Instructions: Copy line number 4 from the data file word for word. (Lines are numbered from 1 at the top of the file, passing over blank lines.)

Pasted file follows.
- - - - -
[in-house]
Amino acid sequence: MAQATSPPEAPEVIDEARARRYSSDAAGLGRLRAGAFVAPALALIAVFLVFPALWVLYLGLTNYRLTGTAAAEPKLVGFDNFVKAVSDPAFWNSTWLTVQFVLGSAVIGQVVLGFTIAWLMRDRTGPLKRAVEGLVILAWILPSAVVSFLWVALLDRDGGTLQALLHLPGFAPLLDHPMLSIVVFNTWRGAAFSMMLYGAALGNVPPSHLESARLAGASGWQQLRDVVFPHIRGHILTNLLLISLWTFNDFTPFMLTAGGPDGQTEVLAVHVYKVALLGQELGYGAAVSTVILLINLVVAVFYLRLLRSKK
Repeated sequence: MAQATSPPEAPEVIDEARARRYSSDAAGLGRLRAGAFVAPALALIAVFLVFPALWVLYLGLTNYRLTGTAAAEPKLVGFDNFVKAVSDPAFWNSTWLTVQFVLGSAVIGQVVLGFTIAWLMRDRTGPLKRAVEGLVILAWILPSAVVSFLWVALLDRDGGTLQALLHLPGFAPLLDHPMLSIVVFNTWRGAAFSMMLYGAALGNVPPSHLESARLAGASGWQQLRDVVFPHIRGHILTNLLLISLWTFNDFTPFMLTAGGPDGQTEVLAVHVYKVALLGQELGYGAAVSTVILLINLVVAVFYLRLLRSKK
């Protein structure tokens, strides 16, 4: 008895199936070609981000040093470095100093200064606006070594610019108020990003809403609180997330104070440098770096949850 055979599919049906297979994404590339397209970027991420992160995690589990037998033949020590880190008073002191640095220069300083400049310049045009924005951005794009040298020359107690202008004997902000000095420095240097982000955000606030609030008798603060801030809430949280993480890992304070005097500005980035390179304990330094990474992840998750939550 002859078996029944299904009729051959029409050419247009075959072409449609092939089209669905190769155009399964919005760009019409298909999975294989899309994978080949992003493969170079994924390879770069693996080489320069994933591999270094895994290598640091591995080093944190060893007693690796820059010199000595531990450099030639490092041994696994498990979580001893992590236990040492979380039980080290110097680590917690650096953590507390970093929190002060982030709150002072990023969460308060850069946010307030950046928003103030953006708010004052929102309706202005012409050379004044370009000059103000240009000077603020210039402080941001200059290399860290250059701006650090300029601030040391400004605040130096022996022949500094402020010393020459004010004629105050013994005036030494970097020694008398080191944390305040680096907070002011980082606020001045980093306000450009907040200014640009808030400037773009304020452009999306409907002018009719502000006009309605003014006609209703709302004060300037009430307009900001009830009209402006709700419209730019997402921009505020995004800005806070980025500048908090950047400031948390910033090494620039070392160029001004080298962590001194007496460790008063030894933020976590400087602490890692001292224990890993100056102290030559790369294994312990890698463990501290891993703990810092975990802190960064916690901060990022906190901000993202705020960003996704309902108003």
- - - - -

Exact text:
């Protein structure tokens, strides 16, 4: 008895199936070609981000040093470095100093200064606006070594610019108020990003809403609180997330104070440098770096949850 055979599919049906297979994404590339397209970027991420992160995690589990037998033949020590880190008073002191640095220069300083400049310049045009924005951005794009040298020359107690202008004997902000000095420095240097982000955000606030609030008798603060801030809430949280993480890992304070005097500005980035390179304990330094990474992840998750939550 002859078996029944299904009729051959029409050419247009075959072409449609092939089209669905190769155009399964919005760009019409298909999975294989899309994978080949992003493969170079994924390879770069693996080489320069994933591999270094895994290598640091591995080093944190060893007693690796820059010199000595531990450099030639490092041994696994498990979580001893992590236990040492979380039980080290110097680590917690650096953590507390970093929190002060982030709150002072990023969460308060850069946010307030950046928003103030953006708010004052929102309706202005012409050379004044370009000059103000240009000077603020210039402080941001200059290399860290250059701006650090300029601030040391400004605040130096022996022949500094402020010393020459004010004629105050013994005036030494970097020694008398080191944390305040680096907070002011980082606020001045980093306000450009907040200014640009808030400037773009304020452009999306409907002018009719502000006009309605003014006609209703709302004060300037009430307009900001009830009209402006709700419209730019997402921009505020995004800005806070980025500048908090950047400031948390910033090494620039070392160029001004080298962590001194007496460790008063030894933020976590400087602490890692001292224990890993100056102290030559790369294994312990890698463990501290891993703990810092975990802190960064916690901060990022906190901000993202705020960003996704309902108003």